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Flying U Ranch by B. M. Bower

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sweep down upon those who have provoked the disaster. Frequently
it happens that perfectly innocent victims are made to suffer.
The Happy Family had been extremely forbearing, as has been
pointed out before. They had frequently come to the boiling point
of rage and had cooled without committing any real act of
violence. But that day had held a long series of petty
annoyances; and here was a really important thing kept from them
as if they were mere outsiders. When Weary was gone, Irish asked
Pink what crime Dunk had committed in the past. And Pink shook
his head and said he didn't know. Irish mentally accused Pink of
lying, and his temper was none the better for the rebuff, as
anyone can readily understand.

When the herders, therefore, rounded up the sheep and started
them moving south, the Happy Family speedily rebelled against
that shuffling, nibbling, desultory pace that had kept them long,
weary hours in the saddle with the other band. But it was Irish
who first took measures to accelerate that pace.

He got down his rope and whacked the loop viciously down across
the nearest gray back. The sheep jumped, scuttled away a few
paces and returned to its nibbling progress. Irish called it
names and whacked another.

After a few minutes he grew tired of swinging his loop and seeing
it have so fleeting an effect, and pulled his gun. He fired close
to the heels of a yearling buck that had more than once stopped
to look up at him foolishly and blat, and the buck charged ahead
in a panic at the noise and the spat of the bullet behind him.

"Hit him agin in the same place!" yelled Big Medicine, and drew
his own gun. The Happy Family, at that high tension where they
were ready for anything, caught the infection and began shooting
and yelling like crazy men.

The effect was not at all what they expected. Instead of adding
impetus to the band, as would have been the case if they had been
driving cattle, the result was exactly the opposite. The sheep
ran--but they ran to a common center. As the shooting went on
they bunched tighter and tighter, until it seemed as though those
in the center must surely be crushed flat. From an ambling,
feeding company of animals, they become a lumpy gray blanket,
with here and there a long, vacuous face showing idiotically upon
the surface.

The herders grinned and drew together as against a common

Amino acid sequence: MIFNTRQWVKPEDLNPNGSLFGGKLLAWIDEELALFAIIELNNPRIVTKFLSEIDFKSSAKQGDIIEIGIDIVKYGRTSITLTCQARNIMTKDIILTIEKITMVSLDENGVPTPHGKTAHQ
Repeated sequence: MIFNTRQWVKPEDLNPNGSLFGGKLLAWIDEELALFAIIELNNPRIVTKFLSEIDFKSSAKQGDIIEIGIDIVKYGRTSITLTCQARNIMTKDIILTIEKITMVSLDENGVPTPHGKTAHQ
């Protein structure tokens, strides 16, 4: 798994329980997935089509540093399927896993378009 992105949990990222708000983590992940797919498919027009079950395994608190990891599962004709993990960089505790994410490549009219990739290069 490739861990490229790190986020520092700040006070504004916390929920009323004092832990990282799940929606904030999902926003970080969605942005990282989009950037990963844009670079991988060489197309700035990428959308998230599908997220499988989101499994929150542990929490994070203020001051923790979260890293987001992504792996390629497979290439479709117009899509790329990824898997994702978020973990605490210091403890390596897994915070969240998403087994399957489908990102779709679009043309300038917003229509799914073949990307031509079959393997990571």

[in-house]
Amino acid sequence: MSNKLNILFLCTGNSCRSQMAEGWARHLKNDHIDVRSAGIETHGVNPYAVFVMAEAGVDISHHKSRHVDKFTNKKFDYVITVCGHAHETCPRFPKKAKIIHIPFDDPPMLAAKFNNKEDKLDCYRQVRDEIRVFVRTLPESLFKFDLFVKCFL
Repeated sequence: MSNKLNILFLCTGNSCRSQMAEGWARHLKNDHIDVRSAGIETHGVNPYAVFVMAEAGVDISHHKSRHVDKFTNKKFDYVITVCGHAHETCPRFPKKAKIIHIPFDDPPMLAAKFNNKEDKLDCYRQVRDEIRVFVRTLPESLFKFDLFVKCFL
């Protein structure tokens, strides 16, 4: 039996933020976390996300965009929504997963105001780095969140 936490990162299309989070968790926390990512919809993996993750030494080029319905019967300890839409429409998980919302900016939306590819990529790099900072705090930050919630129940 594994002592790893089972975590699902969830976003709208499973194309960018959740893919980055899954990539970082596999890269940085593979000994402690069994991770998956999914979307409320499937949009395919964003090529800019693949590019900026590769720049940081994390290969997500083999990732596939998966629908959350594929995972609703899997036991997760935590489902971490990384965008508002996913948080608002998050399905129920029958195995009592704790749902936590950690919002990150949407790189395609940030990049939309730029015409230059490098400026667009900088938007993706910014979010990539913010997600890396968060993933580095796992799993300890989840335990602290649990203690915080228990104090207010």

enemy--or as with a new joke to be discussed among themselves.
The dogs wandered helplessly about, yelped half-heartedly at the
woolly mass, then sat down upon their haunches and lolled red
tongues far out over their pointed little teeth, and tilted
knowing heads at the Happy Family.

"Look at the darned things!" wailed Pink, riding twice around the
huddle, almost ready to shed tears of pure rage and helplessness.
"Git outa that! Hi! Woopp-ee!" He fired again and again, and gave
the range-old cattle-yell; the yell which had sent many a tired
herd over many a weary mile; the yell before which had fled fat
steers into the stockyards at shipping time, and up the chutes
into the cars; the yell that had hoarsened many a cowpuncher's
voice and left him with a mere croak to curse his fate with; a
yell to bring results--but it did not start those sheep.

The Happy Family, riding furiously round and round, fired every
cartridge they had upon their persons; they said every improper
thing they could remember or invent; they yelled until their eyes
were starting from their sockets; they glued that band of sheep
so tight together that dynamite could scarcely have pried them

And the herders, sitting apart with grimy hands clasped loosely
over hunched-up knees, looked on, and talked together in low
tones, and grinned.

Irish glanced that way and caught them grinning; caught them
pointing derisively, with heaving shoulders. He swore a great
oath and made for them, calling aloud that he would knock those
grins so far in that they would presently find themselves smiling
wrong-side-out from the back of their heads.

Pink, overhearing him, gave a last swat at the waggling tail of a
burrowing buck, and wheeled to overtake Irish and have a hand in
reversing the grins. Big Medicine saw them start, and came
bellowing up from the far side of the huddle like a bull
challenging to combat from across a meadow. Big Medicine did not
know what it was all about, but he scented battle, and that was
sufficient. Cal Emmett and Weary, equally ignorant of the cause,
started at a lope toward the trouble center.

It began to look as if the whole Family was about to fall upon
those herders and rend them asunder with teeth and nails; so much
so that the herders jumped up and ran like scared cottontails